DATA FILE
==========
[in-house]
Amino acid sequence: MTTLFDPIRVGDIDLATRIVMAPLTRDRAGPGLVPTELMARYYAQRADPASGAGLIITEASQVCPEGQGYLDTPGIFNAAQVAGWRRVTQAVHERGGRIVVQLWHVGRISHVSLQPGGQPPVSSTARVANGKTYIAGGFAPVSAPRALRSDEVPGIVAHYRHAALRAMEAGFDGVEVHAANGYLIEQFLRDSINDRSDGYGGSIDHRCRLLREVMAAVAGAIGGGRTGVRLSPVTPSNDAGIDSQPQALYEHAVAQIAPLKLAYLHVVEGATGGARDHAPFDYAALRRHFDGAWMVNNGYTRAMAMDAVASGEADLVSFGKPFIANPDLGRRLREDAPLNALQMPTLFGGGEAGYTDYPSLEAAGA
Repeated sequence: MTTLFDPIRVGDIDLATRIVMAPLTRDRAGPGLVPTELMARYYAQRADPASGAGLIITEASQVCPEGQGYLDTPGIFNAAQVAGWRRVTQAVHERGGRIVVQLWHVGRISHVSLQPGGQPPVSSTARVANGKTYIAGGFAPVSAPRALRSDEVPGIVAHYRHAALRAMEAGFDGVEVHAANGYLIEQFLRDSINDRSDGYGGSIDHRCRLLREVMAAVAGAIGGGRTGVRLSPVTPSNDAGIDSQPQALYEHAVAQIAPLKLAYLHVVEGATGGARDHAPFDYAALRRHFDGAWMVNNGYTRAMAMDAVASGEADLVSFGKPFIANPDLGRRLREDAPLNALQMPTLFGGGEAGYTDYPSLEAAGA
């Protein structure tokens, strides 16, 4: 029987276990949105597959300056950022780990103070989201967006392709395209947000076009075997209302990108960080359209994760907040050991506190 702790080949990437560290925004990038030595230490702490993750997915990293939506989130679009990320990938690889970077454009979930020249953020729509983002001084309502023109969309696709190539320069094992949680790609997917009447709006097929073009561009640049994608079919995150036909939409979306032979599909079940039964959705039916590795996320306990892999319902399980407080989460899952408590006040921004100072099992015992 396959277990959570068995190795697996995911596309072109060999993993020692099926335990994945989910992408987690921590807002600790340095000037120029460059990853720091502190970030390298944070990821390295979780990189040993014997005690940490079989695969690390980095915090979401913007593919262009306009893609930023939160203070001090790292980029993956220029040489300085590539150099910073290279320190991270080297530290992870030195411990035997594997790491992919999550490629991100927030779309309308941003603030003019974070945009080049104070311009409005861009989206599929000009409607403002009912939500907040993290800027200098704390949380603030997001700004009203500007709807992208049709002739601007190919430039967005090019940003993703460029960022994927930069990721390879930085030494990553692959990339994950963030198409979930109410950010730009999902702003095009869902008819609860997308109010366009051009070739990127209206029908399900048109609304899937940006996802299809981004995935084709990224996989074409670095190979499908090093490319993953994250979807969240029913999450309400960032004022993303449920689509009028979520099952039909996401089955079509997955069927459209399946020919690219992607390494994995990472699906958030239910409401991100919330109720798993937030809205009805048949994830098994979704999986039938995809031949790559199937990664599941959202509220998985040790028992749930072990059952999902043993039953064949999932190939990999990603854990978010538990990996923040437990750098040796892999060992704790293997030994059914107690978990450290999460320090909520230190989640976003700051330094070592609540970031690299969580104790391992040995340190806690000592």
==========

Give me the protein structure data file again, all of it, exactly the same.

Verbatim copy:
[in-house]
Amino acid sequence: MTTLFDPIRVGDIDLATRIVMAPLTRDRAGPGLVPTELMARYYAQRADPASGAGLIITEASQVCPEGQGYLDTPGIFNAAQVAGWRRVTQAVHERGGRIVVQLWHVGRISHVSLQPGGQPPVSSTARVANGKTYIAGGFAPVSAPRALRSDEVPGIVAHYRHAALRAMEAGFDGVEVHAANGYLIEQFLRDSINDRSDGYGGSIDHRCRLLREVMAAVAGAIGGGRTGVRLSPVTPSNDAGIDSQPQALYEHAVAQIAPLKLAYLHVVEGATGGARDHAPFDYAALRRHFDGAWMVNNGYTRAMAMDAVASGEADLVSFGKPFIANPDLGRRLREDAPLNALQMPTLFGGGEAGYTDYPSLEAAGA
Repeated sequence: MTTLFDPIRVGDIDLATRIVMAPLTRDRAGPGLVPTELMARYYAQRADPASGAGLIITEASQVCPEGQGYLDTPGIFNAAQVAGWRRVTQAVHERGGRIVVQLWHVGRISHVSLQPGGQPPVSSTARVANGKTYIAGGFAPVSAPRALRSDEVPGIVAHYRHAALRAMEAGFDGVEVHAANGYLIEQFLRDSINDRSDGYGGSIDHRCRLLREVMAAVAGAIGGGRTGVRLSPVTPSNDAGIDSQPQALYEHAVAQIAPLKLAYLHVVEGATGGARDHAPFDYAALRRHFDGAWMVNNGYTRAMAMDAVASGEADLVSFGKPFIANPDLGRRLREDAPLNALQMPTLFGGGEAGYTDYPSLEAAGA
């Protein structure tokens, strides 16, 4: 029987276990949105597959300056950022780990103070989201967006392709395209947000076009075997209302990108960080359209994760907040050991506190 702790080949990437560290925004990038030595230490702490993750997915990293939506989130679009990320990938690889970077454009979930020249953020729509983002001084309502023109969309696709190539320069094992949680790609997917009447709006097929073009561009640049994608079919995150036909939409979306032979599909079940039964959705039916590795996320306990892999319902399980407080989460899952408590006040921004100072099992015992 396959277990959570068995190795697996995911596309072109060999993993020692099926335990994945989910992408987690921590807002600790340095000037120029460059990853720091502190970030390298944070990821390295979780990189040993014997005690940490079989695969690390980095915090979401913007593919262009306009893609930023939160203070001090790292980029993956220029040489300085590539150099910073290279320190991270080297530290992870030195411990035997594997790491992919999550490629991100927030779309309308941003603030003019974070945009080049104070311009409005861009989206599929000009409607403002009912939500907040993290800027200098704390949380603030997001700004009203500007709807992208049709002739601007190919430039967005090019940003993703460029960022994927930069990721390879930085030494990553692959990339994950963030198409979930109410950010730009999902702003095009869902008819609860997308109010366009051009070739990127209206029908399900048109609304899937940006996802299809981004995935084709990224996989074409670095190979499908090093490319993953994250979807969240029913999450309400960032004022993303449920689509009028979520099952039909996401089955079509997955069927459209399946020919690219992607390494994995990472699906958030239910409401991100919330109720798993937030809205009805048949994830098994979704999986039938995809031949790559199937990664599941959202509220998985040790028992749930072990059952999902043993039953064949999932190939990999990603854990978010538990990996923040437990750098040796892999060992704790293997030994059914107690978990450290999460320090909520230190989640976003700051330094070592609540970031690299969580104790391992040995340190806690000592």